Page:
There are always games for each club, which when looked at at the end of the year, helped shape that campaign.
Manchester United just haven’t been the United that we all know, and often begrudgingly admire, this term. Louis van Gaal hasn’t been the most popular manager and the results this season haven’t, in many cases, helped his cause.
His belligerence and arrogance in front of the camera have not endeared him to many, but at this point, the Red Devils have turned a bit of a corner and are looking for a strong finish.
A Cup final win won’t satisfy the natives at Old Trafford, but it is still a major honour and one clubs are queueing up to win. But like Arsenal in past years, the cup merely papers over the cracks of an indifferent, undistinguished and inconsistent season under the guidance of the experienced Dutchman.
His future at the club has been questioned and was already being discussed when he let a number of players leave Old Trafford last summer that would probably have made a huge difference to the season they’ve had.
The United boss has insisted, after all the club’s injuries and unremarkable play, that qualifying for the Champions League would be a “fantastic achievement.”
And Van Gaal also revealed that he was following a blueprint mapped out by the owners – the Glazer family – and executive vice-chairman Ed Woodward to develop young players in the tradition of the club.
“Last season at this stage, we were training only for Premier League games. We have improved – we are better and our team is better. We have been in the top five all season. Fifth might look worse but it is not like that. It would be a fantastic achievement if we reach the Champions League and a fantastic job by my staff.”
Sadly for LVG, not everyone sees it that way, but following are FIVE defining games of their season:
Manchester United began the new Premier League season by beating Tottenham Hotspur 1-0 at Old Trafford.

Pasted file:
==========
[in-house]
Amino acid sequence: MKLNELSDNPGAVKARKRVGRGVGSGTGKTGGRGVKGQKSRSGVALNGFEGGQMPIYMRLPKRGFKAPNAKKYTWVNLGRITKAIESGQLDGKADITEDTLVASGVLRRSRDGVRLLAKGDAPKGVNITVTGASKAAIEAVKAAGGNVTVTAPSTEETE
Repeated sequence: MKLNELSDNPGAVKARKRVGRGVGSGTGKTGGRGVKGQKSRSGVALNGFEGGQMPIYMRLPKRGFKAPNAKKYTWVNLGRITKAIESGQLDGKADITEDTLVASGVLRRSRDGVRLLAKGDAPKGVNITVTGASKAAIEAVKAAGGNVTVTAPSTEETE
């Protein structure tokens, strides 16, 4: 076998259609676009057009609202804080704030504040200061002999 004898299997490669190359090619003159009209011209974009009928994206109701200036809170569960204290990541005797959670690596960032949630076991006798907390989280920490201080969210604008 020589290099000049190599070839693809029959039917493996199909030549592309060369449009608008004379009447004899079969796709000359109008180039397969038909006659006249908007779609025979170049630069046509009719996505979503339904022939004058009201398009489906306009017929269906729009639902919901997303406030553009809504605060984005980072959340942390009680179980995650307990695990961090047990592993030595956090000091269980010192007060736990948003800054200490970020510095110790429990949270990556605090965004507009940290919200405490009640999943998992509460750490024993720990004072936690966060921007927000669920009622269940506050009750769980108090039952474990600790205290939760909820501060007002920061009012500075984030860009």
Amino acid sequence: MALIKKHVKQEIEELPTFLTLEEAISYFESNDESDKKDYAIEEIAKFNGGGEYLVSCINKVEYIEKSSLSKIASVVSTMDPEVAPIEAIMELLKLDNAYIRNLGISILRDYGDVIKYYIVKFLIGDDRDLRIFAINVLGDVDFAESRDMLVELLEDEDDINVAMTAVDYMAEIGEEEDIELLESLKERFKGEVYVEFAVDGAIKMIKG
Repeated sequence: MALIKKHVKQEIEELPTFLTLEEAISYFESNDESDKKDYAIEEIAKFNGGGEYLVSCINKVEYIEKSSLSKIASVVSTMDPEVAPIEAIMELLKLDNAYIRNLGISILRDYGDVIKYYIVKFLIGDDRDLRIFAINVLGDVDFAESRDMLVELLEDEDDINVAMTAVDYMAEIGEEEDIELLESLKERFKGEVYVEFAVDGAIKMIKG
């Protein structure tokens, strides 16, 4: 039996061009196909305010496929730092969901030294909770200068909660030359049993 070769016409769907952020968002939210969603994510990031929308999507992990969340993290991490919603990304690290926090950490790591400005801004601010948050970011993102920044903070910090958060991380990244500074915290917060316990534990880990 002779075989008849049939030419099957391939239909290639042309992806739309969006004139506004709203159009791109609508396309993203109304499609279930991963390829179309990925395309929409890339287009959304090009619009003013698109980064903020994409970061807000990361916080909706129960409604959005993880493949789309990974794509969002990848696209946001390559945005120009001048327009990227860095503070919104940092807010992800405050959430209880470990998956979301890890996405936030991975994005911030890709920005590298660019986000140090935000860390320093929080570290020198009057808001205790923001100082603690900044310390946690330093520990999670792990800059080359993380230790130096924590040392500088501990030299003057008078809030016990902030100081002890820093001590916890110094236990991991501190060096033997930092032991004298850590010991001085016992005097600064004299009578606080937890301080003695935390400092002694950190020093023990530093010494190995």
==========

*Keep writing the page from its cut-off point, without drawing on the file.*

A number of new faces played that day, Matteo Darmian, Bastian Schweinsteiger and Memphis Depay were just three, but although it wasn’t a stand-out performance, it started a run of five games won in all competitions before an away defeat to Swansea. Some big wins in September, notably over Liverpool, Southampton and Wolfsburg in the Champions League, helped keep the momentum going.
It all started so well, but when United went to play Arsenal, things started to change.
Arsenal justified Arsene Wenger’s pre-match title talk as three early goals blew away Manchester United at the Emirates.
Both managers had talked up the importance of the day in the build-up, Wenger calling it the season’s “first massive game” and Van Gaal suggesting three points would give his side the belief to mount a title challenge. Manchester United never turned up at the Emirates and things from here began to wobble for the Old Trafford side. After beating Everton 3-0 the following week, Man Utd didn’t win until 3rd November, almost a month after the Arsenal game.
The season for Van Gaal’s team was widely see-sawing, as they lost at home to Norwich, away to Stoke and just couldn’t find any consistency. The football was dull and unimpressive and supporters at Old Trafford averted their gaze from the pitch to their phones instead, such were the abject displays of football by the current United team.
Liverpool took full control of their Europa League last-16 tie with Manchester United with an assured 2-0 first-leg victory at Anfield, followed by a lively 1-1 draw in the return leg. To sum up their night, it took 51 minutes for United to get a shot on target and that was a low, tame effort. Out of Europe in a few days time, the league performances were poor, out of the Capital One Cup at home by Middlesbrough and it was all looking a bit bleak.
Not so much a defining game for Man Utd, but for both clubs.
Van Gaal needs these three points to make a concerted push on fourth place and snatch it away from rivals City. Two points separate the sides, but United’s woeful goals for record is a drawback in comparison to the top teams. Both United’s need the win and with the advent of West Ham leaving their beloved Upton Park, it will be a highly emotional, highly charged night, so if Manchester United win, then City will be a point behind and the last game for both clubs will be critical.
This could be United’s worst season in many a day at the end of the FA Cup Final. Imagine if Manchester City have pipped them for fourth and that West Ham knocked them into sixth and then disastrously, Palace win the cup, the mood in the red half of Manchester would be volatile to say the least. All of that effort and nothing to show for a club that demands success. It doesn’t bear thinking about. Alternatively, it could be day for celebration, as United win the cup and paper over a few cracks. For now at least.